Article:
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I believe that equivalence theory only applies (in practice) to very small regions of space.The theory, itself, I think, states that a uniform gravitational field is equivalent to constant acceleration, which obviously doesn't apply to any actual gravitational field.
An observer on one of these earths may see theother approaching earth moving at a greater acceleration than a tennis ball falling from the same altitude.
Equivalence theory tells me I should not be able to distinguish between acceleration and gravity but when my tall space ship is sitting on the earth I can measure a difference in G whether my instrument is on the floor or near the ceiling.Presumably this would not happen when I was away from the Earth and accelerating in space.
The theory, itself, I think, states that a uniform gravitational field is equivalent to constant acceleration, which obviously doesn't apply to any actual gravitational field.
It does apply to fields which can exist in nature or in the presence of bodies which can be constructed. Consider the gravitational field of the Earth. We typically approximate it as a sphere of constant mass density. In that same approximation/idealization we can excavate a spherical cavity out of the Earth somewhere other than the center of the Earth. Perhaps 1,000 m at a depth of 10 km. In such a cavity the field is perfectly uniform. The strength of the field is proportional to the distance between the center of the cavity and the center of the Earth. For a derivation please see:http://home.comcast.net/~peter.m.brown/gr/grav_cavity.htm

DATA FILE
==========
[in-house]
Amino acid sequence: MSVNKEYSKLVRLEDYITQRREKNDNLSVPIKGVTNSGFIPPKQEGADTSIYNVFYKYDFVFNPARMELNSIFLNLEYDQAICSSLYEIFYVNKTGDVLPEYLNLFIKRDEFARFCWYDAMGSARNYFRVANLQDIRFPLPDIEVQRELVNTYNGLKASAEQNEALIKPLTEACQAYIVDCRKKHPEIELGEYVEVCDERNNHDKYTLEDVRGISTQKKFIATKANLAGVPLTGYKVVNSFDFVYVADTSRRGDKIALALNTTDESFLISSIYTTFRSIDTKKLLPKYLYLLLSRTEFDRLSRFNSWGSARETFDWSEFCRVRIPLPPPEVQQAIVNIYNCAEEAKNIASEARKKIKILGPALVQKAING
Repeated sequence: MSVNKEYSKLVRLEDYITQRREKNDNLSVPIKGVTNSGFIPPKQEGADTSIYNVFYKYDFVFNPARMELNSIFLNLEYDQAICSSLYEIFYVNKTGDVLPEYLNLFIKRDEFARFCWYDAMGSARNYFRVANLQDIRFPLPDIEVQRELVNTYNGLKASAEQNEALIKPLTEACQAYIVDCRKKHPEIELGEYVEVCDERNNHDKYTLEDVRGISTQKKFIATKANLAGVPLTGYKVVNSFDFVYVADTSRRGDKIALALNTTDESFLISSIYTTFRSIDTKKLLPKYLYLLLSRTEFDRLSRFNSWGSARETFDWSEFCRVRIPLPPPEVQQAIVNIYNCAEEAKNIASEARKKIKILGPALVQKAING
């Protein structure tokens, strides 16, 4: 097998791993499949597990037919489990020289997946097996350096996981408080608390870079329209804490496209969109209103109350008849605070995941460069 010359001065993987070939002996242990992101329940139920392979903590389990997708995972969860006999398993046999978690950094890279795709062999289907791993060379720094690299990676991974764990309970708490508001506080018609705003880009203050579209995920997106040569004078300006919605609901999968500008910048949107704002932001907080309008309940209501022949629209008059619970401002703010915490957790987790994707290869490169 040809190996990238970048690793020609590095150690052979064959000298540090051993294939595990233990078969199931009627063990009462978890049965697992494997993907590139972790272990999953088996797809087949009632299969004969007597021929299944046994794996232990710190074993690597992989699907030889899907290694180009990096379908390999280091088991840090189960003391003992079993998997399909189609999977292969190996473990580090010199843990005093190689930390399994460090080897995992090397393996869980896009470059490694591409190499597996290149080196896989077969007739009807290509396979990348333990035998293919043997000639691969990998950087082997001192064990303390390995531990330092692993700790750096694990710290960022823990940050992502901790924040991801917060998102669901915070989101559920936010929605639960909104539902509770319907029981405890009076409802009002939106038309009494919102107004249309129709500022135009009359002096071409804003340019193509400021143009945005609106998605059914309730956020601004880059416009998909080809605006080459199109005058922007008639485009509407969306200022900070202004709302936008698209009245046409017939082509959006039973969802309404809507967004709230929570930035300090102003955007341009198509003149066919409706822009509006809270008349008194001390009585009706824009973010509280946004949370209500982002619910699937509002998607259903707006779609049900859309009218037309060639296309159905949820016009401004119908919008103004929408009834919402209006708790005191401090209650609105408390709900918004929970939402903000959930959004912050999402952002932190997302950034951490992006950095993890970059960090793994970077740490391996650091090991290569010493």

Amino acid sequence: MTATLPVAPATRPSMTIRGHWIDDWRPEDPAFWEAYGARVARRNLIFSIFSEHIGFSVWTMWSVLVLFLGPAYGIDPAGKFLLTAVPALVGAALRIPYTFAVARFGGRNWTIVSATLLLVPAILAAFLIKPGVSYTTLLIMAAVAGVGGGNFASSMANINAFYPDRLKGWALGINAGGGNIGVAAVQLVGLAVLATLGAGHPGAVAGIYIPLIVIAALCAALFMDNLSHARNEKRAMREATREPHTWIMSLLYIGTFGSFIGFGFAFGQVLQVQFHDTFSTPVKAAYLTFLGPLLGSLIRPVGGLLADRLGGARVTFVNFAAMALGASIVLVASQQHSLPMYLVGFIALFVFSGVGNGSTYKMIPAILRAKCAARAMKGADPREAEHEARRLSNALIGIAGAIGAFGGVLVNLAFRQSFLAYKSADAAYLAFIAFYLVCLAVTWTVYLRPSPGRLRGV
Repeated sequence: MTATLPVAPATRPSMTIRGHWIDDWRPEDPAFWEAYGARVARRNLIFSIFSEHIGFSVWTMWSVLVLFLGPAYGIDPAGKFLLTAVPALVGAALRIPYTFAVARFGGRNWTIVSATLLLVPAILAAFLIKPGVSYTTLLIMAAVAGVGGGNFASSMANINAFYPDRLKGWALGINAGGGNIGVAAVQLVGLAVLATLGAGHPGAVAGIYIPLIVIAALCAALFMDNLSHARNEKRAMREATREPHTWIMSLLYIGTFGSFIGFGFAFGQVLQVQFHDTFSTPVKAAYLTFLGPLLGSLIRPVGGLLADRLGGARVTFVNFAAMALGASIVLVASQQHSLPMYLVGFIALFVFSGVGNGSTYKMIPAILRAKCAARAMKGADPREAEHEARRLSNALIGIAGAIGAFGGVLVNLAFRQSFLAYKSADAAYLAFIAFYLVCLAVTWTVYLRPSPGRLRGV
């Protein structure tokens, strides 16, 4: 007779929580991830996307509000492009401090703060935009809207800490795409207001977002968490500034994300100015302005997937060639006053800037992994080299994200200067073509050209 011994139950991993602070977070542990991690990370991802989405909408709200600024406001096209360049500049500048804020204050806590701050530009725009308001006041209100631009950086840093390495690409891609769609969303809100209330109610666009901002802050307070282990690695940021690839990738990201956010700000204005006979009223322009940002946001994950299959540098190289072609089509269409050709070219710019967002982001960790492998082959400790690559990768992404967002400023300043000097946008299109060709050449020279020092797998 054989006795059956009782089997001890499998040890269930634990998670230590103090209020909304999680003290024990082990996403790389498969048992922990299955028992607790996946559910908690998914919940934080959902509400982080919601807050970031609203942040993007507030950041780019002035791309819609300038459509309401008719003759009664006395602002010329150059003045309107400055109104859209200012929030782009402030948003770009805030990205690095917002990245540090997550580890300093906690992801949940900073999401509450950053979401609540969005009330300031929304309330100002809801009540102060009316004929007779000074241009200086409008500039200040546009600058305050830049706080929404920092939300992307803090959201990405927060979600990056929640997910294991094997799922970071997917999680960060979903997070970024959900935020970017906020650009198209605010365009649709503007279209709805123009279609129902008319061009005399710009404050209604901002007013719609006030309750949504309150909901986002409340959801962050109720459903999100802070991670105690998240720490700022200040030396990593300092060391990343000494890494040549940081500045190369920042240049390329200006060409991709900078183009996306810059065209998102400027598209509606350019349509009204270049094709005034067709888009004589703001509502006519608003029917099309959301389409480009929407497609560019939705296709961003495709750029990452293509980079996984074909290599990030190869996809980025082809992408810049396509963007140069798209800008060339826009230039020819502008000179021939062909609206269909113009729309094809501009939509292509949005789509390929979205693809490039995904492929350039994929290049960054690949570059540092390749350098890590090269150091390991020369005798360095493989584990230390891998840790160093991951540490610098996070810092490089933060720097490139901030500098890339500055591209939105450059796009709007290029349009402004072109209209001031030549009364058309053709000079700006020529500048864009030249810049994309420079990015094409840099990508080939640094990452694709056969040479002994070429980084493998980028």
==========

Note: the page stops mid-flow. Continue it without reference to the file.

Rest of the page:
Having read the derivation, I understand that the gravitational field in such a cavity is nearly uniform, not perfectly uniform, ..
..even if we assume the Earth to be perfectly spherical, of constant mass density, and not near any other gravitational bodies (tidal forces). In other words, I agree with the calculations of your "approximation/idealization," but would still argue that it doesn't hold for "any actual gravitational field."
For that matter, I will also argue that it doesn't hold for any actual accelerating frame of reference either (because there will be some finite, nonzero contribution from massive objects a finite distance away), but maybe I'm just being picky...
the gravitational field in such a cavity is nearly uniform, not perfectly uniform, ..